A Virtual Data Room (VDR) is a cloud-based platform that stores documents and protects access and collaboration among authorized users. ShareVault’s industry-leading secure virtual data room protects sensitive “View Only” archived documents that are used in Due Diligence and other legal briefs, including client financials, HR data, board communications, data analytics, and third-party expert filings. The brief prep manager controls access by name of team member and by name of document, and can add additional protections such as two-step password authentication, Page-level Tracking, end-date permissions, and the ability to shred documents even when they have already been downloaded.

These control protections extend to remote parties, whose on-site cybersecurity protections are unlikely to be first-rate and thus are a potential entry point for hackers.

Virtual Data Room

ShareVault’s VDR accommodates a wide range of interfaces and plug-ins and works seamlessly with DocuSign, Dropbox, Office 365, AutoCAD, Cadence, and other popular business applications.

Add more security to prevent ransomware:

Backup your data

The Multi-State Information Sharing and Analysis Center (MS-ISAC), a division of the Center for Internet Security (CIS), which works on cyber threat protection for government agencies, recommends backing up your files onto off-line servers, as backups to active files and those stored in the cloud. Your backup strategy should include storing multiple iterations of files, which will allow your organization to recover from an unencrypted version.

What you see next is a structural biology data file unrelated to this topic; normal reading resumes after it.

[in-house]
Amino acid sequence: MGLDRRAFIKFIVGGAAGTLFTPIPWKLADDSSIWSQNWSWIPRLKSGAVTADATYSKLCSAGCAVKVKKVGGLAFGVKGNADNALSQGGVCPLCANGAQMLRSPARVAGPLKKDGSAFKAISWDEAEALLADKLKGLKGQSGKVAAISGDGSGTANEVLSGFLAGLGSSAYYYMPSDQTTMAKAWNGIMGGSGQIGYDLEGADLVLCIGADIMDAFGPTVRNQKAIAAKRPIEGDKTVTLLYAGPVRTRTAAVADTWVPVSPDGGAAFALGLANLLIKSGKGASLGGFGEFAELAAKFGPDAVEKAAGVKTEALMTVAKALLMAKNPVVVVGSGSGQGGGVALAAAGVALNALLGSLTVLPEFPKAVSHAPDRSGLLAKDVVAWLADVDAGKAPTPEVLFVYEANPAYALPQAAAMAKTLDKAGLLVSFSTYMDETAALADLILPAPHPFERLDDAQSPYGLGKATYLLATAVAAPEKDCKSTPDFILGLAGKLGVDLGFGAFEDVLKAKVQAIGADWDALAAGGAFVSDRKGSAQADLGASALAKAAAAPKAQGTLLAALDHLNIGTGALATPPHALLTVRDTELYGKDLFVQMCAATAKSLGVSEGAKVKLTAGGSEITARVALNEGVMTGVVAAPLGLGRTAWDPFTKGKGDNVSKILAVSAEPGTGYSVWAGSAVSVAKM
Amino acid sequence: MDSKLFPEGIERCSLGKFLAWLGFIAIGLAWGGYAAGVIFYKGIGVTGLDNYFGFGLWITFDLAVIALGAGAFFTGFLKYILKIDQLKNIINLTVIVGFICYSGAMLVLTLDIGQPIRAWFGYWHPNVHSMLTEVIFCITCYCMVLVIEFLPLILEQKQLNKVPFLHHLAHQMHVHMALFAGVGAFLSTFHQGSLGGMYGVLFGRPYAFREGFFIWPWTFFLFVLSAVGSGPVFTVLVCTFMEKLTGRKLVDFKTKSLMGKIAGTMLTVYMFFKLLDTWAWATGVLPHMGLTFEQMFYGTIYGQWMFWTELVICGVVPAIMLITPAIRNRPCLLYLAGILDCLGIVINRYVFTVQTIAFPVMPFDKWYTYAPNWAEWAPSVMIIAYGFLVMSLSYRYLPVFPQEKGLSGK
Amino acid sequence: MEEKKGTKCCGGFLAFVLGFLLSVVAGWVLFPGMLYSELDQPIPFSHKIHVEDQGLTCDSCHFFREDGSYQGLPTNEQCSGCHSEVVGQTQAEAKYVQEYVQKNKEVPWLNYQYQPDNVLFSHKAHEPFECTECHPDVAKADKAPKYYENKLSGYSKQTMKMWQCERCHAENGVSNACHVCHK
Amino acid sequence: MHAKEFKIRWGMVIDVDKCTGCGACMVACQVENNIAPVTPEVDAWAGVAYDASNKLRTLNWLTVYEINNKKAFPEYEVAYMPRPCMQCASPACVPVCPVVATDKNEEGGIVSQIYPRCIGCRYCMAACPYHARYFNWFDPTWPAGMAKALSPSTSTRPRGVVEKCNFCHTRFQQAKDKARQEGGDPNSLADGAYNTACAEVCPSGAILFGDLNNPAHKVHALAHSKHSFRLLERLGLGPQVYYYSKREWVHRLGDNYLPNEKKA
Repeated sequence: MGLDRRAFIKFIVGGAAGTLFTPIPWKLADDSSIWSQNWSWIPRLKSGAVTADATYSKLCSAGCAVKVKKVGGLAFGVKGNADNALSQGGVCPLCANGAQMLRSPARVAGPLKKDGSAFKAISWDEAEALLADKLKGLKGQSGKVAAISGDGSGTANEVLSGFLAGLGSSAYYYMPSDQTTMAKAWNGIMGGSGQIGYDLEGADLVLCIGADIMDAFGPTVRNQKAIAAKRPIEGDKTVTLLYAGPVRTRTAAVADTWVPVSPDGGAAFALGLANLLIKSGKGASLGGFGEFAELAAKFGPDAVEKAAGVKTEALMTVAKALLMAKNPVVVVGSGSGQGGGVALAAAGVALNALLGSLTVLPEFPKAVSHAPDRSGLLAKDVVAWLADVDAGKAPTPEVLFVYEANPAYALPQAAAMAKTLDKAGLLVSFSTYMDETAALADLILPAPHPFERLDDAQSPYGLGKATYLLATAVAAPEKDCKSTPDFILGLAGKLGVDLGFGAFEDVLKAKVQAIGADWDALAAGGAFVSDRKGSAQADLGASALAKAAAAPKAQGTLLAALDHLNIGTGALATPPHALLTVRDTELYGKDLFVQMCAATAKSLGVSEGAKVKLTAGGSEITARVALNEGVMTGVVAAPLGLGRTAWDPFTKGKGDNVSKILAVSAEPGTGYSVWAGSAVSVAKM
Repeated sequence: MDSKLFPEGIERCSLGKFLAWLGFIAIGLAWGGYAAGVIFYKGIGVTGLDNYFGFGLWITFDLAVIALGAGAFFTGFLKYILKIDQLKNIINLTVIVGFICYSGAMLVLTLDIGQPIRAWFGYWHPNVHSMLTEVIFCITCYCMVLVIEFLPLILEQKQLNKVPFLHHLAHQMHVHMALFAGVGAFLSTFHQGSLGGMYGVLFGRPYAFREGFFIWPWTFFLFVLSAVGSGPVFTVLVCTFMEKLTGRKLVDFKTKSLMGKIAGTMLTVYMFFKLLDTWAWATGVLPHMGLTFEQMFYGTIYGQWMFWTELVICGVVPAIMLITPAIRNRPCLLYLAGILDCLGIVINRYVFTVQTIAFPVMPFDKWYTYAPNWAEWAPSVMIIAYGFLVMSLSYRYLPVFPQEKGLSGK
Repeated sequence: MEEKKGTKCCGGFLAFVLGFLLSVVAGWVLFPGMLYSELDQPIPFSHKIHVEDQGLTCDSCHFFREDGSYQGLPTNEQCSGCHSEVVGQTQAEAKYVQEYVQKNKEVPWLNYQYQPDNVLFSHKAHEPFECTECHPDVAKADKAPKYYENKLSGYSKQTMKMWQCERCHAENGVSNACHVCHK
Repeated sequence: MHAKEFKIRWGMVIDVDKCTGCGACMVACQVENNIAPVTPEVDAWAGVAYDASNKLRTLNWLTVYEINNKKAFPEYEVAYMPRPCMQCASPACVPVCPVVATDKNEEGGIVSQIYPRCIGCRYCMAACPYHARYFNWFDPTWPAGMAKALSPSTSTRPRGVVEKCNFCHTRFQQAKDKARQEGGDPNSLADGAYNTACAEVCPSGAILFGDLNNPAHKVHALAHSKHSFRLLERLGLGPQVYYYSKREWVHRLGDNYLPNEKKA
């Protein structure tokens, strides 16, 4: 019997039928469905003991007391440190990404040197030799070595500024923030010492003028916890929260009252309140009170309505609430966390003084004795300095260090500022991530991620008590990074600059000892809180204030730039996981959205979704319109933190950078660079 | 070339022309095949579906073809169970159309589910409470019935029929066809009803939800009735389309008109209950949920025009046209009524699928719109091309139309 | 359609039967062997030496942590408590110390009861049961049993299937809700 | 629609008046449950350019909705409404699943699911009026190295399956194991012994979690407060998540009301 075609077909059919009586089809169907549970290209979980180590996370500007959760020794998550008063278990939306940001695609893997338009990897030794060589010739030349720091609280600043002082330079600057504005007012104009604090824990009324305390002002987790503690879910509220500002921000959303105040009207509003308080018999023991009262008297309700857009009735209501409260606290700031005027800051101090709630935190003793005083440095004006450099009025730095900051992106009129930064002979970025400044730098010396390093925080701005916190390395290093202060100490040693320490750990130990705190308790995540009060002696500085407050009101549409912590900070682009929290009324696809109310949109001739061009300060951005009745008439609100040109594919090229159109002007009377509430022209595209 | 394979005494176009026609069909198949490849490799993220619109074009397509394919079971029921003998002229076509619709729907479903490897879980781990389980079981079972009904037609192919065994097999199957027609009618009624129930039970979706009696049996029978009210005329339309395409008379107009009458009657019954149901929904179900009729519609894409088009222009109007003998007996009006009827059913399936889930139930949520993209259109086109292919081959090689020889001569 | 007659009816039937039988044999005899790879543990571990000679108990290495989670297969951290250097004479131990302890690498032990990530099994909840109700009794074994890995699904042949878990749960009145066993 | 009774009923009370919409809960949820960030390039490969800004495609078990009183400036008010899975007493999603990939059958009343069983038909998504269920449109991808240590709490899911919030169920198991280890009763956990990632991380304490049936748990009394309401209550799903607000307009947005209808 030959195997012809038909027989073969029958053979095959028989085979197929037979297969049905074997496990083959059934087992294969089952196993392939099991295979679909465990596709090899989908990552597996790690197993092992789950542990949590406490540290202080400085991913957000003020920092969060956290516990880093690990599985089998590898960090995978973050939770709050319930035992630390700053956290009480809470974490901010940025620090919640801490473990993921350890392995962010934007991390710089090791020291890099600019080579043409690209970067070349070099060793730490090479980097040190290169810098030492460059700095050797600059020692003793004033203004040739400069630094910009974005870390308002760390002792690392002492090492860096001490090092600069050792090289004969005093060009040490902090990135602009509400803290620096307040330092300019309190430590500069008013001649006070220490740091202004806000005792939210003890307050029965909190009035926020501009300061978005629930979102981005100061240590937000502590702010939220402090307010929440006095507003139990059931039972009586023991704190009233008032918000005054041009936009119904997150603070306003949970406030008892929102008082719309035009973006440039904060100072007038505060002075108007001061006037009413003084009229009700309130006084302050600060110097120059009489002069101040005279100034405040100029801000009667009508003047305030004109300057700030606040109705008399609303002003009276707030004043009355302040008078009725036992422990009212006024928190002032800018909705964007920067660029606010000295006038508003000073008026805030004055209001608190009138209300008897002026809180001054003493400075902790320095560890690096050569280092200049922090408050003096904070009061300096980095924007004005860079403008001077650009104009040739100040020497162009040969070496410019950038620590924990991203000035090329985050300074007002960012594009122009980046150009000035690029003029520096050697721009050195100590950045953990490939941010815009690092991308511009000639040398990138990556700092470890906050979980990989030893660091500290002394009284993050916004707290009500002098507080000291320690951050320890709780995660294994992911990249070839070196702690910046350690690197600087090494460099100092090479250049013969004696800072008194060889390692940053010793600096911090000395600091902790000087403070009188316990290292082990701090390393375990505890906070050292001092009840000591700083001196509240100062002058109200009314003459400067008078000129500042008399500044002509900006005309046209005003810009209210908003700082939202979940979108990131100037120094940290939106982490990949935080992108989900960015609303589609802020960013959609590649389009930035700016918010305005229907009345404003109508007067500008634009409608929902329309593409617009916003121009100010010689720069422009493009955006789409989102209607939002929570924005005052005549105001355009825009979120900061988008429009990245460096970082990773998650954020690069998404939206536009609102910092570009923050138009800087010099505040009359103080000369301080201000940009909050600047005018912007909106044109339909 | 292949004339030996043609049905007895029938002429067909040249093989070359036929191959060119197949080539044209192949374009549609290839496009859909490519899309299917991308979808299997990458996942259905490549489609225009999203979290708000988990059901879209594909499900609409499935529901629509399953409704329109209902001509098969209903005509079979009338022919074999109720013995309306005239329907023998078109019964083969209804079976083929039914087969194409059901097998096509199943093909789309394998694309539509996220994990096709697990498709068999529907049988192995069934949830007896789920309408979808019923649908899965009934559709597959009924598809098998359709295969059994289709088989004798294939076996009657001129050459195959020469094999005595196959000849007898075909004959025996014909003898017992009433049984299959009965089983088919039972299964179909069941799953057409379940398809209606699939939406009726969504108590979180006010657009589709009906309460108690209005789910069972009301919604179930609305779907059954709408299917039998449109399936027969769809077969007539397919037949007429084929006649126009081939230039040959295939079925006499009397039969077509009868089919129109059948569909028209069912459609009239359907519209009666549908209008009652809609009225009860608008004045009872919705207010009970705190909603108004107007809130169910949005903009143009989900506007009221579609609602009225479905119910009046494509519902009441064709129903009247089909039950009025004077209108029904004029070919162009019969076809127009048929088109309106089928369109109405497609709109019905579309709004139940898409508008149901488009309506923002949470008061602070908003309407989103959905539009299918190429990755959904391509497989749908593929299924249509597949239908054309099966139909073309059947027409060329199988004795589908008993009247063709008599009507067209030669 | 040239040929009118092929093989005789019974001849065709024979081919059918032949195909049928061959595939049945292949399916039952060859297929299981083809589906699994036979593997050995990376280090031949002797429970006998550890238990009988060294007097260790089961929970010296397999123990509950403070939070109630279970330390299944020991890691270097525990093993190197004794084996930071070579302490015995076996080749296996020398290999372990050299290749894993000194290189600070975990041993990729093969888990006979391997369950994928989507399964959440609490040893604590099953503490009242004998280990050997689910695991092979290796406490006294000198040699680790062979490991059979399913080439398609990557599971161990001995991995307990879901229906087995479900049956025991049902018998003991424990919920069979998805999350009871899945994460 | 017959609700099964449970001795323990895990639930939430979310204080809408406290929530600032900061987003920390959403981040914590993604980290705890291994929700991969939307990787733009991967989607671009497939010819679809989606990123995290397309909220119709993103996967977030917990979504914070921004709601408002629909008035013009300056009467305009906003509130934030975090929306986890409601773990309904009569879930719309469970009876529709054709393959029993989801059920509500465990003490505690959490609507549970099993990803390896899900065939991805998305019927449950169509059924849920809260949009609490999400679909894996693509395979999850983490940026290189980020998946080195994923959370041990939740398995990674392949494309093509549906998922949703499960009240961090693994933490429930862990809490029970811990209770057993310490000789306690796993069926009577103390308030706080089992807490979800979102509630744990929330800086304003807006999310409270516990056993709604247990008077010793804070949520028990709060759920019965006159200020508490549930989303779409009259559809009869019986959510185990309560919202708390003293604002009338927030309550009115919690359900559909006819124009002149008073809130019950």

Install Email filters

Implement filters at your email gateway to block or erase emails with known malicious subject lines known and malspam indicators, and to block suspicious IP addresses. A further step is to filter inbound and outbound traffic based on IP addresses and ports.

Keep your system software up to date

Update your organization’s operating systems, applications, and software regularly. Turn on auto-updates to ensure automatic installation of the latest security patches, which can specifically address security gaps that hackers are seeking to exploit.

Be ready – Have a plan and train your staff

In today’s world, a cyberattack on your law firm is a statistical probability. Every firm needs what is called an “Incident Response Plan” to protect against an attack and to conduct the appropriate digital forensics should an attack occur. There are several firms that specialize in creating an Incident Response Plan for law firms.

The value of an Incident Response Plan goes beyond being a good business practice – it also helps illustrate compliance if the cyberattack makes your firm the target of legal action by clients or others who claim harm. The ABA Standing Committee on Ethics and Professional Responsibility published opinion “Lawyers Obligations After an Electronic Data Breach or Cyberattack” states that “the potential for an ethical violation occurs when a lawyer does not undertake reasonable efforts to avoid data loss or to detect cyber-intrusion, and that lack of reasonable effort is the cause of the breach… as a matter of preparation and best practices, lawyers should proactively develop an incident response plan with specific plans and procedures for responding to a data breach.”

Protect against ransomware: ShareVault!

For true state-of-the-art protection for both work-in-progress and archived documents, a company’s best choice is ShareVault’s combination of Dynamic Native File Protection (DNFP) and its Virtual Data Room (VDR) platform. DNFP and the VDR allow safe collaboration, even with remote parties, and dramatically reduces the risk of security breaches and vulnerability to ransomware attacks.